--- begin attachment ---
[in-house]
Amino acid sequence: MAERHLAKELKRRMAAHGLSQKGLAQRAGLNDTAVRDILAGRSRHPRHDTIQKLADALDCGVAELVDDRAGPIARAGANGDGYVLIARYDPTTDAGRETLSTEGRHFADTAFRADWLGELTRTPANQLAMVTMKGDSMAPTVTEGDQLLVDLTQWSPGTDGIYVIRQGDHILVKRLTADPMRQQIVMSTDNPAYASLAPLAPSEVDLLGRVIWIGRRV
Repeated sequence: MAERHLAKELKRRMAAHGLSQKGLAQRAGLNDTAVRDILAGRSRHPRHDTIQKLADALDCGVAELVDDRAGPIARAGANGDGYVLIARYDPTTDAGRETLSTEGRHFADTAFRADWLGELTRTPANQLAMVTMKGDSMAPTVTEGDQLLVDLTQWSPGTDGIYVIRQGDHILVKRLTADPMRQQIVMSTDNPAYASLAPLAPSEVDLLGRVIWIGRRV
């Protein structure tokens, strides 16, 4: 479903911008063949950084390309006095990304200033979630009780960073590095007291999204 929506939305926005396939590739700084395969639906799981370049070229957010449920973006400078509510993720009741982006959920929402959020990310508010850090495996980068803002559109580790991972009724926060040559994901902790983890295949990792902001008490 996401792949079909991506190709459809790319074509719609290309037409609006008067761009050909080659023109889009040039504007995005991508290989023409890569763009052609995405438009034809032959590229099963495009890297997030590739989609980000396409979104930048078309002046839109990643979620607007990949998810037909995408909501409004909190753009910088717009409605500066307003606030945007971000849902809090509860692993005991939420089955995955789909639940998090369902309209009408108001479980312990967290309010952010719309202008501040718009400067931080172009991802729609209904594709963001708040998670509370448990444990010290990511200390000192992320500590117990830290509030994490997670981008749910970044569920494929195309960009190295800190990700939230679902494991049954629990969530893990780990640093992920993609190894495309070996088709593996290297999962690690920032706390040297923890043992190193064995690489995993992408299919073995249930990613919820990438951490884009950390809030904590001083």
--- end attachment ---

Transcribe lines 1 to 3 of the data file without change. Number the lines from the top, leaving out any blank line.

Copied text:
[in-house]
Amino acid sequence: MAERHLAKELKRRMAAHGLSQKGLAQRAGLNDTAVRDILAGRSRHPRHDTIQKLADALDCGVAELVDDRAGPIARAGANGDGYVLIARYDPTTDAGRETLSTEGRHFADTAFRADWLGELTRTPANQLAMVTMKGDSMAPTVTEGDQLLVDLTQWSPGTDGIYVIRQGDHILVKRLTADPMRQQIVMSTDNPAYASLAPLAPSEVDLLGRVIWIGRRV
Repeated sequence: MAERHLAKELKRRMAAHGLSQKGLAQRAGLNDTAVRDILAGRSRHPRHDTIQKLADALDCGVAELVDDRAGPIARAGANGDGYVLIARYDPTTDAGRETLSTEGRHFADTAFRADWLGELTRTPANQLAMVTMKGDSMAPTVTEGDQLLVDLTQWSPGTDGIYVIRQGDHILVKRLTADPMRQQIVMSTDNPAYASLAPLAPSEVDLLGRVIWIGRRV